Some of the UK's most prestigious museums could be forced to cancel exhibitions if Britain crashes out of the EU without a deal, according to a batch of secret memos.
Major visitor attractions such as the Victoria and Albert Museum, the Natural History Museum and the National Museums of Liverpool have expressed grave concerns about the costs of importing foreign artworks, falling tourist numbers and staffing shortages in the event of a no-deal Brexit.
A memo from the V&A to the Department for Digital, Culture, Media and Sport warned it could be compelled to close its doors temporarily as 44 per cent of customer service staff are EU nationals, and claimed that recruitment difficulties could hamper its plans for a new venue in Stratford.
The South Kensington-based attraction also said it could face up to £25m import costs on its loans for future exhibitions.
Papers from the Natural History Museum said it could be left £2m out of pocket through a loss of research funding, while an estimated 15 per cent decline in foreign tourists could cost £2.4m.
The Royal Museums Greenwich said a chaotic exit could mean shipment of art items are twice as costly in the short term, while the National Museums Liverpool warned that visa and customs issues could affect costs and timings for programmes.
The fears were laid bare in a freedom of information request by the People's Vote, which is calling for a referendum on Theresa May's Brexit deal, an aim backed by The Independent's Final Say campaign.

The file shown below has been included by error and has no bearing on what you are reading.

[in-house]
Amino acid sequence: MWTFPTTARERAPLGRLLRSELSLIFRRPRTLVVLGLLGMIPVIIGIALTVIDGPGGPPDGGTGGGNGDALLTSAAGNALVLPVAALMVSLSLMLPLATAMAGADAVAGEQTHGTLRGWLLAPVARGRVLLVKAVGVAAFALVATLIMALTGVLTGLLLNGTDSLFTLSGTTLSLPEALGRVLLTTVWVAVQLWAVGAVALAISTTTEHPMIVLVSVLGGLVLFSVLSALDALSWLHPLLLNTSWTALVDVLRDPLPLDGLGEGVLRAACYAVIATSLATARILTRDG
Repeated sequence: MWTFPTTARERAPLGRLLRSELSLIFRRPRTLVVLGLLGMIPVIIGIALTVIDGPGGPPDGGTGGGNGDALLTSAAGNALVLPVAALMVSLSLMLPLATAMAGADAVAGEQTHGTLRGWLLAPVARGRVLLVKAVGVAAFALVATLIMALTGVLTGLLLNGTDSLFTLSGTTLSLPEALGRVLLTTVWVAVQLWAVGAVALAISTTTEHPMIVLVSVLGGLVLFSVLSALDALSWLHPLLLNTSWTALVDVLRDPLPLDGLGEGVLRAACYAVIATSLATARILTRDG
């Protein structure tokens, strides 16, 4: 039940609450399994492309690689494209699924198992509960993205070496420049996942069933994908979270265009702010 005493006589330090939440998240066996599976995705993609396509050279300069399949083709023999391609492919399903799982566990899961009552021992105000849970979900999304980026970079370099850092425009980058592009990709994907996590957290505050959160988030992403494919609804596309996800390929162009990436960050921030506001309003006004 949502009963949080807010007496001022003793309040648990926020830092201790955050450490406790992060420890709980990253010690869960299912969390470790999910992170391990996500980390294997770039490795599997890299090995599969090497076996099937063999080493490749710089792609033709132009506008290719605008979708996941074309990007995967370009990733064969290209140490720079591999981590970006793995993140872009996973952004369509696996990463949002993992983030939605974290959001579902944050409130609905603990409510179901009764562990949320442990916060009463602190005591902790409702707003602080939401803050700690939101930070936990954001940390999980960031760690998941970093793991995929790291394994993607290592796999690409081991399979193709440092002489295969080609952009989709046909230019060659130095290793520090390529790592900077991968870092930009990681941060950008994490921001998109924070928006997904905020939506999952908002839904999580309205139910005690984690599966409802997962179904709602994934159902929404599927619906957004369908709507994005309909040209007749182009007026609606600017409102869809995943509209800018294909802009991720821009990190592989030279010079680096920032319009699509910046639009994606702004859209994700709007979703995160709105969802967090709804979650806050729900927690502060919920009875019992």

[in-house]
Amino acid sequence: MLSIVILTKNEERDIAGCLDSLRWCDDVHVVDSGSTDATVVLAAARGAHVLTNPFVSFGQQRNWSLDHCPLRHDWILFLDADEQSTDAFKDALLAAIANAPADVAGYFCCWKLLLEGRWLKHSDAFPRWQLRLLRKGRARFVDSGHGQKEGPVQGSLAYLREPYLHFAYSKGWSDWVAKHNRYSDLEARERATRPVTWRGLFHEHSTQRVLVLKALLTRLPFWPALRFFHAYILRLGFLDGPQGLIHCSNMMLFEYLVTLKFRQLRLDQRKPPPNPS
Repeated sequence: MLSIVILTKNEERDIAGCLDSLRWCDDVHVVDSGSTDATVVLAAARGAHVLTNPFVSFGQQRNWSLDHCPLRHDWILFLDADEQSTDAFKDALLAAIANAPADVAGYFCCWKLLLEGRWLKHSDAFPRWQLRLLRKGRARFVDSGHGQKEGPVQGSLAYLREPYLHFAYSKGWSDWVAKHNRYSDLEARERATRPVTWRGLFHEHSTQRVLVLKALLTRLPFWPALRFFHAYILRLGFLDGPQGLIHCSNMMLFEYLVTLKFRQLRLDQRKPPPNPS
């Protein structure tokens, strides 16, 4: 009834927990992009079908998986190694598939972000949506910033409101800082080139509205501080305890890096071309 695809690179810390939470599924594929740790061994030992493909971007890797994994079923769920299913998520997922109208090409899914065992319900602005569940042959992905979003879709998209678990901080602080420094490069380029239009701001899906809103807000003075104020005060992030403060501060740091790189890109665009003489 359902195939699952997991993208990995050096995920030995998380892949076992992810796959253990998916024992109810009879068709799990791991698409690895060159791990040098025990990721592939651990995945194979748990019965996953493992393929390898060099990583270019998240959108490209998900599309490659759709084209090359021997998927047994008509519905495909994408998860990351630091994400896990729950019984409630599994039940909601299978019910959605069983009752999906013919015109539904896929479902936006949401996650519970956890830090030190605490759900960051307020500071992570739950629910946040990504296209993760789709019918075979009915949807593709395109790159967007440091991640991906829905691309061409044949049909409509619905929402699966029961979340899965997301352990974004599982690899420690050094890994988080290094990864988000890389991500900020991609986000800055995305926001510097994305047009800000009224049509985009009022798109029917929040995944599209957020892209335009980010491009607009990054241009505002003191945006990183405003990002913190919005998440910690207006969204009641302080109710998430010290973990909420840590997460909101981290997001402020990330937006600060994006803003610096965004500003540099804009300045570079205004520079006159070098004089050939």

V&A director Tristram Hunt, a former Labour shadow cabinet member, told the Evening Standard: “Our ability to hold blockbuster exhibitions while having to pay import duties would be really problematic.
“Our ability to promote British soft power and influence through exhibitions like David Bowie Is and Pink Floyd would be seriously compromised.
“That’s bad for the London visitor economy. Four in five visitors to London come for the culture, and they are drawn by great museums and world class exhibitions. It is also potentially damaging for British influence abroad.”
Ahead of the referendum, senior Brexiteers warned that leaving the EU would not affect the creative industries.
In an open letter signed by top Tories such as Boris Johnson, Michael Gove, Dominic Raab, Chris Grayling and Iain Duncan Smith, Vote Leave claimed that funding for cultural organisations would be unaffected by Brexit.
Labour former culture secretary Ben Bradshaw said: “The mess created by the Brexit elite in Westminster is now casting a long shadow over the future of our great museums.
"Millions of people every year visit them to discover and enjoy some of the most extraordinary collections assembled on this planet.
"Now, because of the ideological and half-baked way Brexit has been pursued, our museums face new costs, staff shortages, and may even have to close to the public.
“Our museums are brilliant because they reflect an open outward-looking vision of the world where Britain has always thrived. This will close us off and turn our country inwards."
It comes after Brexit secretary Dominic Raab insisted that a deal would be agreed with the EU in the next three weeks as the talks enter the frantic final stages.
EU officials are ramping up preparations for a no-deal, as no progress appears to have been made since the meeting of the European Council two weeks ago, where EU leaders scrapped plans for a November summit.
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